HUNTING -- If grizzly bears are removed from the endangered species list, Montana wants to be ready with a hunting plan.
Montana Fish, Wildlife and Parks is proposing spring and fall hunting seasons in seven districts near the border of Yellowstone National Park. Each district would have a quota on the number of bears that can be killed, reports The Bozeman Daily Chronicle.
The U.S. Fish and Wildlife Service released a draft proposal for removing the grizzly bear’s Endangered Species Act protections in March. It includes caps on how many bears can be killed within a 19,279-square-mile area that includes Yellowstone National Park and parts of Idaho, Wyoming and Montana. The caps will depend on population within the area.
The draft plan would give Wyoming 58 percent of the total number of bears that can be killed, Montana 34 percent and Idaho 8 percent.
Here's more from the Associated Press:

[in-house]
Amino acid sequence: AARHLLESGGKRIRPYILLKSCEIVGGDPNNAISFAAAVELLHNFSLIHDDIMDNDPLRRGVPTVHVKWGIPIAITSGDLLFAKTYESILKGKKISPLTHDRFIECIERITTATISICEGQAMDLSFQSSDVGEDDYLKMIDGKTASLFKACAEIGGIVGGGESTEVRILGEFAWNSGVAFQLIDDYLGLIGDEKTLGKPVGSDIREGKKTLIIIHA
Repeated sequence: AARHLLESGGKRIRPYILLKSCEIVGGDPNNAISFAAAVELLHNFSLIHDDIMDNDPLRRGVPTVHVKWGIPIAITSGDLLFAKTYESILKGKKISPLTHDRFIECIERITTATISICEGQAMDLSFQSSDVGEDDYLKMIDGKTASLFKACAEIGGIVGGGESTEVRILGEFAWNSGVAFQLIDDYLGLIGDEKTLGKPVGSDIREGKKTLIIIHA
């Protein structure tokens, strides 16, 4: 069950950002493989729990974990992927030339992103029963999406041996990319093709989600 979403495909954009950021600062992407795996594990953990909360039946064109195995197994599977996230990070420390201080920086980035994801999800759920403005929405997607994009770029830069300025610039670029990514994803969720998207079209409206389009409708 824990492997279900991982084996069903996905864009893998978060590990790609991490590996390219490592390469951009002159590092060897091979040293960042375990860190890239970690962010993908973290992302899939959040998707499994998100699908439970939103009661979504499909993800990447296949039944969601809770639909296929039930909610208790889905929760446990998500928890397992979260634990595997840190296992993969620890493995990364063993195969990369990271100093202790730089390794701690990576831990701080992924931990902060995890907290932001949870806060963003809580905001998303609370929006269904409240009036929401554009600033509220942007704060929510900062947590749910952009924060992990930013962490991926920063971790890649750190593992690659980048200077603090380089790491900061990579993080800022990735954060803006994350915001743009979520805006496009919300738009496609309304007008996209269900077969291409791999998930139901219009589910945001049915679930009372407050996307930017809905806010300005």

The federal plan also requires that the states have management plans in place, according to Montana Fish, Wildlife and Parks spokesman Ron Aasheim.
“This is a first attempt at hopefully a management option that we’re going to have here down the road,” Aasheim said.
The Montana Fish and Wildlife Commission will consider the proposal at its next meeting and take an initial vote. If approved, it will be open for public comment.
Grizzly bears have been listed as a threatened species since 1975, although they were briefly delisted in 2007 before a lawsuit reinstated the protections.
“I think the agency has put in a lot of safeguards to ensure we don’t have an overharvest,” said Nick Gevock, conservation director for the pro-delisting organization Montana Wildlife Federation.
But the Sierra Club’s Bonnie Rice said the grizzly population is still vulnerable. She opposes delisting and hunting grizzlies.
Rice called it “completely misguided” to begin hunting when 61 bears were killed last year even though no hunting took place.